Facing growing criticism from a Law Center professor, University President John J. DeGioia has stood by his decision in recent weeks to criticize a proposed boycott of Israeli universities over the summer.
DeGioia’s criticism, which he expressed in an advertisement appearing in the Aug. 8 edition of The New York Times that included signatures from hundreds of university presidents across the nation, was in response to the University and Colleges Union, which represents more than 120,000 post-secondary educators in the United Kingdom that called for the boycott of Israeli universities as part of a protest of Israeli occupation of Palestinian territories.
Louis Seidman, a professor at the Law Center, soon after wrote a letter to DeGioia protesting his signature of the advertisement, arguing that the protest could have benefited relations between Israel and Palestine. But DeGioia has since publicly defended his decision, arguing that intellectual boycotts are not appropriate.
The advertisement, which was sponsored by the American Jewish Committee and was spearheaded by Columbia University President Lee Bollinger, featured a statement made by Bollinger that called the proposed boycott an “intellectually shoddy and politically biased [attempt] to hijack the central mission of higher education.” The advertisement read in large font: “Boycott Israeli Universities? Boycott Ours, Too!”
Seidman said that the advertisement promoted only the Israeli side of the conflict. As an American Jew, Seidman said that he considers the United States’ “unquestionable support of Israel … both morally unjustifiable” and detrimental in the international arena.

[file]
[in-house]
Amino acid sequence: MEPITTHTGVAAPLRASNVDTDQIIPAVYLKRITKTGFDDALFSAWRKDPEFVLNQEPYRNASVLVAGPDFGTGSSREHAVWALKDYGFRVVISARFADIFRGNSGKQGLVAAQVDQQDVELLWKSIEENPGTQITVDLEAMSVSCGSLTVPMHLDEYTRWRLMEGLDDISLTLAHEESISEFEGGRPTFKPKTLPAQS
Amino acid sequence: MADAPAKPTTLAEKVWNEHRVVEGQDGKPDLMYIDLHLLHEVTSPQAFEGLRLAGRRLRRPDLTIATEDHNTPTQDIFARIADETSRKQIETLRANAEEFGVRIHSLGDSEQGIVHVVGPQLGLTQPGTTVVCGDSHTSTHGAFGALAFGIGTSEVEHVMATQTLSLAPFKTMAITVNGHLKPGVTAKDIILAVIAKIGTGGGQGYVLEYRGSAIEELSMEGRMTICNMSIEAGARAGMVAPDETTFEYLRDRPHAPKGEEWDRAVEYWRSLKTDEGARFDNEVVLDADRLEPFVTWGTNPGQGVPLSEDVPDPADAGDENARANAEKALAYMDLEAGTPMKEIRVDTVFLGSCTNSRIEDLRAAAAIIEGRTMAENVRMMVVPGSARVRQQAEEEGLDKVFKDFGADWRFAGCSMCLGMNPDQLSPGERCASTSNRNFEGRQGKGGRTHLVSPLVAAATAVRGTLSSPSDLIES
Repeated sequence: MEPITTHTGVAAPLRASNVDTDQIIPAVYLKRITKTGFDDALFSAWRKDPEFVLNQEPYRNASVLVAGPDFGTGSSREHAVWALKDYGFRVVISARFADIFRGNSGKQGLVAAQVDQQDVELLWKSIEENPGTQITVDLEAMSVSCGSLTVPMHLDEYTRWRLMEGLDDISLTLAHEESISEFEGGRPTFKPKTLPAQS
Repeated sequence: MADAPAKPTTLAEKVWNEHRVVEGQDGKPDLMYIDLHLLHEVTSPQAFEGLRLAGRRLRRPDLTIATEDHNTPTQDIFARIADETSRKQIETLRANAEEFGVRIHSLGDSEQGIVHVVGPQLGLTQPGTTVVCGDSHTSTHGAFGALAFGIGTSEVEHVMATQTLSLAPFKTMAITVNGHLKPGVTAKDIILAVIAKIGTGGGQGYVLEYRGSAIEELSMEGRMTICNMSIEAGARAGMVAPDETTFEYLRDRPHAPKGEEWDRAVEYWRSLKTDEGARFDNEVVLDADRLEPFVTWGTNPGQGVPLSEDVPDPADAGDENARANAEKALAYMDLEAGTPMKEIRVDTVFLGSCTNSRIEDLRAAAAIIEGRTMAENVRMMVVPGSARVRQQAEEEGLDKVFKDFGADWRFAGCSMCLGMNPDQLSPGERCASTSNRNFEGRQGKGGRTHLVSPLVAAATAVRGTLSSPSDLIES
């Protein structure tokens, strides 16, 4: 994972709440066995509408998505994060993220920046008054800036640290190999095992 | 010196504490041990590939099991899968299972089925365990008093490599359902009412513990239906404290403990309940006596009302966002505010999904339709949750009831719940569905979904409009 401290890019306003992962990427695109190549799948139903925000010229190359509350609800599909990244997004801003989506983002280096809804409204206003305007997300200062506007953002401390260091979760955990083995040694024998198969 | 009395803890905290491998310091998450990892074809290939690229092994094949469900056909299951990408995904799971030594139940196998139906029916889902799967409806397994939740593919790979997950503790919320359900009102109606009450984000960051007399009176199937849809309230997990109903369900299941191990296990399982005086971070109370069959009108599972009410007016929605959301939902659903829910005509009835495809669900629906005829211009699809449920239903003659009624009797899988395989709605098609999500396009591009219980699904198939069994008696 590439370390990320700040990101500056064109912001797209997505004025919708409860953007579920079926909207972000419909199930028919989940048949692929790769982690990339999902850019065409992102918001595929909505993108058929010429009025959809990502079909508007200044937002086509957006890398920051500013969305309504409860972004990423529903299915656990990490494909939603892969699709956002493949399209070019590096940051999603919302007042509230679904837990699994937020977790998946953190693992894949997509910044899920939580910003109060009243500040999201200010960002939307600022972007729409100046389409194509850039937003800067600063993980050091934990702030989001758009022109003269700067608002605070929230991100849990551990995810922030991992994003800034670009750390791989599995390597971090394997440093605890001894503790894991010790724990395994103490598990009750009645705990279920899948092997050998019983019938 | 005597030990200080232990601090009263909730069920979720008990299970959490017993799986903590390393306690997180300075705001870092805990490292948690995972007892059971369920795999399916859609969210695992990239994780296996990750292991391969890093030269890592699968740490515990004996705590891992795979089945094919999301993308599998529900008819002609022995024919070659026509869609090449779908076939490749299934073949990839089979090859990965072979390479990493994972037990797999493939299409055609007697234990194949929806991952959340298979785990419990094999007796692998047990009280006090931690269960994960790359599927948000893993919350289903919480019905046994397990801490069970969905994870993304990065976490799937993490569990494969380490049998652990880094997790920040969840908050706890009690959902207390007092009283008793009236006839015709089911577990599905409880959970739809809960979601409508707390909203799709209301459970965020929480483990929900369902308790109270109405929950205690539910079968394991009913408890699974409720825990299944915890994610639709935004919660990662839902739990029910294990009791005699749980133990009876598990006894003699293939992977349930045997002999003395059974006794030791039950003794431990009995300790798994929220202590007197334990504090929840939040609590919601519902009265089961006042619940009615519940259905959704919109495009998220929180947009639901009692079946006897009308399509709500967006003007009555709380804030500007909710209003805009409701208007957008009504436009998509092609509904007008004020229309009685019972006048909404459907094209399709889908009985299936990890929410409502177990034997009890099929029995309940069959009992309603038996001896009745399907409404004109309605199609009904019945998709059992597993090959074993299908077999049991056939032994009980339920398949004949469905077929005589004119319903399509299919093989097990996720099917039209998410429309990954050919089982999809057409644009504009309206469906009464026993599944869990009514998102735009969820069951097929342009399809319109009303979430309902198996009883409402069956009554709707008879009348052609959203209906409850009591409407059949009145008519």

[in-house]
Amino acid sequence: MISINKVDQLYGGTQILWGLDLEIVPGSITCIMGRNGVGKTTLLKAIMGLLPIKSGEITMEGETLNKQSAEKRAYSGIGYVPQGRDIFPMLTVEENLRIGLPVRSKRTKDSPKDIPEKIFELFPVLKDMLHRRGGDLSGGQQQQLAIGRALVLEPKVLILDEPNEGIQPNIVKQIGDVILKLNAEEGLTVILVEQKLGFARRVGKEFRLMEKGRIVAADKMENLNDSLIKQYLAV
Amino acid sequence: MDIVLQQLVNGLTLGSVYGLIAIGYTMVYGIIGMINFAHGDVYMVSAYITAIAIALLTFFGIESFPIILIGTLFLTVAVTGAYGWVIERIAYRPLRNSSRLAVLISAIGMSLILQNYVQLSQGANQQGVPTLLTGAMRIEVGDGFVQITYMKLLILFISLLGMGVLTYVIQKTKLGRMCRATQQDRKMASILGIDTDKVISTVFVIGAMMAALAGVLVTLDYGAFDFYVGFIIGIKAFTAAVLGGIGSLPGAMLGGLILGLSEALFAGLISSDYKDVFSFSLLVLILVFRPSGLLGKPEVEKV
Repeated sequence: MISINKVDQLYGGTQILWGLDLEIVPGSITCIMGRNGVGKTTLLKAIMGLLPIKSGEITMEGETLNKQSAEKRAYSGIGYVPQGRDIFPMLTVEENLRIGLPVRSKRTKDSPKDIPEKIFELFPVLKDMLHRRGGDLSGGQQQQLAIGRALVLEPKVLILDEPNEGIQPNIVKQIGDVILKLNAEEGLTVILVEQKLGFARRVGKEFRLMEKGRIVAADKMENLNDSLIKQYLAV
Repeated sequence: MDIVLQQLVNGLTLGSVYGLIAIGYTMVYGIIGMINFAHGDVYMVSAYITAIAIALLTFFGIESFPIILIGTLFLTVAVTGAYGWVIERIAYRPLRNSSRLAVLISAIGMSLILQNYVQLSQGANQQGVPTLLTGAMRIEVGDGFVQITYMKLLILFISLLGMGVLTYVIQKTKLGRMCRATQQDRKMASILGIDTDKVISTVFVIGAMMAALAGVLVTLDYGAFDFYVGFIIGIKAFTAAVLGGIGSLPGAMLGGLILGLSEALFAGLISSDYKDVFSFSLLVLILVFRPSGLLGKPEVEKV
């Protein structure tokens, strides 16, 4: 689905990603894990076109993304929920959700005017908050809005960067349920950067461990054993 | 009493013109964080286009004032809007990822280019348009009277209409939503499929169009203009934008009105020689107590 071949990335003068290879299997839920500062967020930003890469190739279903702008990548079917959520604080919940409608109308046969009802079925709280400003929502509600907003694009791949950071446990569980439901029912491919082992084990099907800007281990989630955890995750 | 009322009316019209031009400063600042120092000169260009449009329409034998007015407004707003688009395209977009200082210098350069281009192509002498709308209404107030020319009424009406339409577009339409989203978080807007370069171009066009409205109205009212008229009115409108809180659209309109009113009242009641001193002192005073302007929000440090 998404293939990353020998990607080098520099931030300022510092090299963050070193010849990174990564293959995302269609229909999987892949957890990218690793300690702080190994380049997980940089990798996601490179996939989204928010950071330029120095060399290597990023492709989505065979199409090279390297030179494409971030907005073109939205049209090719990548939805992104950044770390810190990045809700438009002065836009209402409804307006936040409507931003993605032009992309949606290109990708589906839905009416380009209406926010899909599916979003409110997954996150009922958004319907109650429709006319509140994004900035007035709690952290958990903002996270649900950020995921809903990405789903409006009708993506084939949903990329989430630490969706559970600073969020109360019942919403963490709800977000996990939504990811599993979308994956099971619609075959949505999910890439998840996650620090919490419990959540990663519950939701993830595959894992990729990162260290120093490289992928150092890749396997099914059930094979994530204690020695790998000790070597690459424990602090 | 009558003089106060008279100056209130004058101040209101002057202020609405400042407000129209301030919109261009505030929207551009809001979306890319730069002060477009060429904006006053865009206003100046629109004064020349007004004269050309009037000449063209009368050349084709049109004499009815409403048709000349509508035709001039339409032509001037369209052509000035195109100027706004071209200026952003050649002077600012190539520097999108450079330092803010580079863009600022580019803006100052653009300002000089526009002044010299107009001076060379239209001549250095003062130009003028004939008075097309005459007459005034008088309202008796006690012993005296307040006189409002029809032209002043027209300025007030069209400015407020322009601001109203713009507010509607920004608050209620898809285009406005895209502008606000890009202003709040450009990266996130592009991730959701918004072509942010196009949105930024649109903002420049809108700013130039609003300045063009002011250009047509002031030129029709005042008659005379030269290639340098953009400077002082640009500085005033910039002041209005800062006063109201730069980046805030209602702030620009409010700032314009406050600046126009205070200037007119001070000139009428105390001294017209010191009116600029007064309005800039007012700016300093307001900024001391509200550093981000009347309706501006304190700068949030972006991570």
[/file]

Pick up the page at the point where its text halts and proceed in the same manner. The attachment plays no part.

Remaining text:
In his open letter to DeGioia, Seidman wrote, “My own view is that at this point in history, a boycott of major Israeli institutions might play a useful role in undermining disastrous Israeli policies.”
Seidman said in an interview that DeGioia should not have signed the ad on behalf of Georgetown when it does not necessarily reflect the opinions of the entire community. He said DeGioia irresponsibly signed the letter without consulting the university community. “When the Georgetown president speaks for me, I don’t like that,” Seidman said.
Seidman took action immediately after noticing the advertisement in August. He wrote a private letter to DeGioia citing his grievances, and DeGioia extended an invitation to meet with him within a week of receiving the letter.
“Much to my surprise, [DeGioia said] that he really agreed with me,” Seidman said.
But at a town hall meeting with university faculty on Sept. 25, DeGioia responded to the criticism, upholding his support of the advertisement on the grounds that he does not think Georgetown’s practices and policies should support any boycott of intellectuals.
“I appreciate the principled position of some who would say that university presidents should not sign on to statements of this sort,” he said at the town hall meeting, according to the university’s transcript. “In fact, I rarely do so, but in this instance, I believe it would have been disingenuous to give the impression, by not signing, that we support the boycott of intellectuals – when we do not.”